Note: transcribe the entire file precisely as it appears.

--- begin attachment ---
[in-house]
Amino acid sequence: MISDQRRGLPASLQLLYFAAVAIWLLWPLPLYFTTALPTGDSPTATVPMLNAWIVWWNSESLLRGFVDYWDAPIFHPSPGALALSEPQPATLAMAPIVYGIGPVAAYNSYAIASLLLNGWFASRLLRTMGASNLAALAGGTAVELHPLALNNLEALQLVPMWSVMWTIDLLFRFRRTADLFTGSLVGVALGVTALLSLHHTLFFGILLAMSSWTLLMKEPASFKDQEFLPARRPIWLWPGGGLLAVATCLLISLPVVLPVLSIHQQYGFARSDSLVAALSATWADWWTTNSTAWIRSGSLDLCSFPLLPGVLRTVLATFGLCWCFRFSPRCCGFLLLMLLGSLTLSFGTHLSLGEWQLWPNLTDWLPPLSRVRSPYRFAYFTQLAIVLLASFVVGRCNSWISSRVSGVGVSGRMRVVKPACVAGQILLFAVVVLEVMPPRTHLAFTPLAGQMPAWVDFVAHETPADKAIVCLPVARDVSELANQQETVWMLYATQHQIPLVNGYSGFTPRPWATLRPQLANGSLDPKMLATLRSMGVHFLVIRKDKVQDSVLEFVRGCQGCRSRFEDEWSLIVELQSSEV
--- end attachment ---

[in-house]
Amino acid sequence: MISDQRRGLPASLQLLYFAAVAIWLLWPLPLYFTTALPTGDSPTATVPMLNAWIVWWNSESLLRGFVDYWDAPIFHPSPGALALSEPQPATLAMAPIVYGIGPVAAYNSYAIASLLLNGWFASRLLRTMGASNLAALAGGTAVELHPLALNNLEALQLVPMWSVMWTIDLLFRFRRTADLFTGSLVGVALGVTALLSLHHTLFFGILLAMSSWTLLMKEPASFKDQEFLPARRPIWLWPGGGLLAVATCLLISLPVVLPVLSIHQQYGFARSDSLVAALSATWADWWTTNSTAWIRSGSLDLCSFPLLPGVLRTVLATFGLCWCFRFSPRCCGFLLLMLLGSLTLSFGTHLSLGEWQLWPNLTDWLPPLSRVRSPYRFAYFTQLAIVLLASFVVGRCNSWISSRVSGVGVSGRMRVVKPACVAGQILLFAVVVLEVMPPRTHLAFTPLAGQMPAWVDFVAHETPADKAIVCLPVARDVSELANQQETVWMLYATQHQIPLVNGYSGFTPRPWATLRPQLANGSLDPKMLATLRSMGVHFLVIRKDKVQDSVLEFVRGCQGCRSRFEDEWSLIVELQSSEV